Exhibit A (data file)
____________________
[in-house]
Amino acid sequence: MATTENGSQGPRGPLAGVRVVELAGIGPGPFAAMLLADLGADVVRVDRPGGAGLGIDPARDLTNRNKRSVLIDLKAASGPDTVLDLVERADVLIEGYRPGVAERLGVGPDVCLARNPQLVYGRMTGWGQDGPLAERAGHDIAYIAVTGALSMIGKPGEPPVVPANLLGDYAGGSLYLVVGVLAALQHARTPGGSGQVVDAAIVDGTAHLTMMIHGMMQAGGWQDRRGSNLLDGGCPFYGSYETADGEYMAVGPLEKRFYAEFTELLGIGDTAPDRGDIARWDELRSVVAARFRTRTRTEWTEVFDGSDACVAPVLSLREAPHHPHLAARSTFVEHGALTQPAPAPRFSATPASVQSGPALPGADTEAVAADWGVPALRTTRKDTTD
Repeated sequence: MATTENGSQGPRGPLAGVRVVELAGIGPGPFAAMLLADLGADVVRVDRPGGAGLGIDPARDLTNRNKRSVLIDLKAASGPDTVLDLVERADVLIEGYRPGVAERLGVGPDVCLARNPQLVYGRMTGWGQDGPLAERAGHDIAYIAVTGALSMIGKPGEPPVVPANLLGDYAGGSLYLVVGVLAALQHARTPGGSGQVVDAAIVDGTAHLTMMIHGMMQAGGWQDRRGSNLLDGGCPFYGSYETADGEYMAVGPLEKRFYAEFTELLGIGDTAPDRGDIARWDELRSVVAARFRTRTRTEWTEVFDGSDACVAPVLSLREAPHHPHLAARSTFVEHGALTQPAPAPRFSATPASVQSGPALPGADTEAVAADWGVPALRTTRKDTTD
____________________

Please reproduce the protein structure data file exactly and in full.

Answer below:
[in-house]
Amino acid sequence: MATTENGSQGPRGPLAGVRVVELAGIGPGPFAAMLLADLGADVVRVDRPGGAGLGIDPARDLTNRNKRSVLIDLKAASGPDTVLDLVERADVLIEGYRPGVAERLGVGPDVCLARNPQLVYGRMTGWGQDGPLAERAGHDIAYIAVTGALSMIGKPGEPPVVPANLLGDYAGGSLYLVVGVLAALQHARTPGGSGQVVDAAIVDGTAHLTMMIHGMMQAGGWQDRRGSNLLDGGCPFYGSYETADGEYMAVGPLEKRFYAEFTELLGIGDTAPDRGDIARWDELRSVVAARFRTRTRTEWTEVFDGSDACVAPVLSLREAPHHPHLAARSTFVEHGALTQPAPAPRFSATPASVQSGPALPGADTEAVAADWGVPALRTTRKDTTD
Repeated sequence: MATTENGSQGPRGPLAGVRVVELAGIGPGPFAAMLLADLGADVVRVDRPGGAGLGIDPARDLTNRNKRSVLIDLKAASGPDTVLDLVERADVLIEGYRPGVAERLGVGPDVCLARNPQLVYGRMTGWGQDGPLAERAGHDIAYIAVTGALSMIGKPGEPPVVPANLLGDYAGGSLYLVVGVLAALQHARTPGGSGQVVDAAIVDGTAHLTMMIHGMMQAGGWQDRRGSNLLDGGCPFYGSYETADGEYMAVGPLEKRFYAEFTELLGIGDTAPDRGDIARWDELRSVVAARFRTRTRTEWTEVFDGSDACVAPVLSLREAPHHPHLAARSTFVEHGALTQPAPAPRFSATPASVQSGPALPGADTEAVAADWGVPALRTTRKDTTD